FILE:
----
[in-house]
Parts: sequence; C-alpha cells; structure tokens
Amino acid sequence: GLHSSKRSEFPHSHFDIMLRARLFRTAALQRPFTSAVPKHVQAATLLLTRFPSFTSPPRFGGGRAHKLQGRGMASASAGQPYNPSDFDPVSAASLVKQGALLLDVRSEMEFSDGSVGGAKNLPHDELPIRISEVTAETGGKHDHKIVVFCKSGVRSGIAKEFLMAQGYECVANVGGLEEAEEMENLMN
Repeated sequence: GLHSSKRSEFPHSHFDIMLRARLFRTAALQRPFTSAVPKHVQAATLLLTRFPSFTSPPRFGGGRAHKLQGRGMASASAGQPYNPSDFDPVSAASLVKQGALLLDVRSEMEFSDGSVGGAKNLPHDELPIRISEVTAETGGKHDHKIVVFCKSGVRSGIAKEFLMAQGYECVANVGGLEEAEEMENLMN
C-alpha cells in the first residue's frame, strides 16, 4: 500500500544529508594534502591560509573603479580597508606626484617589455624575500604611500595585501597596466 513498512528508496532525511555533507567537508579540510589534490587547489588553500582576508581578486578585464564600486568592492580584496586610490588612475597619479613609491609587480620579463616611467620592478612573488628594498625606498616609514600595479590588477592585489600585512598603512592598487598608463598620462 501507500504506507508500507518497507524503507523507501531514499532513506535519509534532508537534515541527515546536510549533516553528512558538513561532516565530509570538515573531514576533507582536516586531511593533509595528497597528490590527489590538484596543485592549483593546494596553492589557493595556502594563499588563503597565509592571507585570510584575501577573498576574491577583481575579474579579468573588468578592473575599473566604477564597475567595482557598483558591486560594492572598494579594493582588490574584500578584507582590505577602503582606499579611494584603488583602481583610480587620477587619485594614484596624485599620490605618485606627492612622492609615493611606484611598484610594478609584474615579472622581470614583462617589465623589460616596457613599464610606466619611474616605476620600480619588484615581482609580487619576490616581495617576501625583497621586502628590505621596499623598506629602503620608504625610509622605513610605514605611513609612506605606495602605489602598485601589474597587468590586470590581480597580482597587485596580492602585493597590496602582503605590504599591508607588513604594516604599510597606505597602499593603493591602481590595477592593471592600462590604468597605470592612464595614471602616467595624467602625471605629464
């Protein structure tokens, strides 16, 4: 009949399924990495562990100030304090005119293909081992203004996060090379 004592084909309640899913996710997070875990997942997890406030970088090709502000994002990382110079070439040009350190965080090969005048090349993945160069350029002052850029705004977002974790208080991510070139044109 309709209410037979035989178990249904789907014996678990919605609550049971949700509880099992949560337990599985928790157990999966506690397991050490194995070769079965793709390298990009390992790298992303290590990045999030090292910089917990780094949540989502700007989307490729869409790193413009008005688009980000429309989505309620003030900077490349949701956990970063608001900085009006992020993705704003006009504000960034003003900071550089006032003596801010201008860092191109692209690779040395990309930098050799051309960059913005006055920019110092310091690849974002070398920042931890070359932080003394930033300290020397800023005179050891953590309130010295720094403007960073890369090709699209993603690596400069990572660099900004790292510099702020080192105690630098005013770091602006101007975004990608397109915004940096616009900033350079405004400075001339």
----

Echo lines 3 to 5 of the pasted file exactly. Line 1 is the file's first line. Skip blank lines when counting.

Amino acid sequence: GLHSSKRSEFPHSHFDIMLRARLFRTAALQRPFTSAVPKHVQAATLLLTRFPSFTSPPRFGGGRAHKLQGRGMASASAGQPYNPSDFDPVSAASLVKQGALLLDVRSEMEFSDGSVGGAKNLPHDELPIRISEVTAETGGKHDHKIVVFCKSGVRSGIAKEFLMAQGYECVANVGGLEEAEEMENLMN
Repeated sequence: GLHSSKRSEFPHSHFDIMLRARLFRTAALQRPFTSAVPKHVQAATLLLTRFPSFTSPPRFGGGRAHKLQGRGMASASAGQPYNPSDFDPVSAASLVKQGALLLDVRSEMEFSDGSVGGAKNLPHDELPIRISEVTAETGGKHDHKIVVFCKSGVRSGIAKEFLMAQGYECVANVGGLEEAEEMENLMN
C-alpha cells in the first residue's frame, strides 16, 4: 500500500544529508594534502591560509573603479580597508606626484617589455624575500604611500595585501597596466 513498512528508496532525511555533507567537508579540510589534490587547489588553500582576508581578486578585464564600486568592492580584496586610490588612475597619479613609491609587480620579463616611467620592478612573488628594498625606498616609514600595479590588477592585489600585512598603512592598487598608463598620462 501507500504506507508500507518497507524503507523507501531514499532513506535519509534532508537534515541527515546536510549533516553528512558538513561532516565530509570538515573531514576533507582536516586531511593533509595528497597528490590527489590538484596543485592549483593546494596553492589557493595556502594563499588563503597565509592571507585570510584575501577573498576574491577583481575579474579579468573588468578592473575599473566604477564597475567595482557598483558591486560594492572598494579594493582588490574584500578584507582590505577602503582606499579611494584603488583602481583610480587620477587619485594614484596624485599620490605618485606627492612622492609615493611606484611598484610594478609584474615579472622581470614583462617589465623589460616596457613599464610606466619611474616605476620600480619588484615581482609580487619576490616581495617576501625583497621586502628590505621596499623598506629602503620608504625610509622605513610605514605611513609612506605606495602605489602598485601589474597587468590586470590581480597580482597587485596580492602585493597590496602582503605590504599591508607588513604594516604599510597606505597602499593603493591602481590595477592593471592600462590604468597605470592612464595614471602616467595624467602625471605629464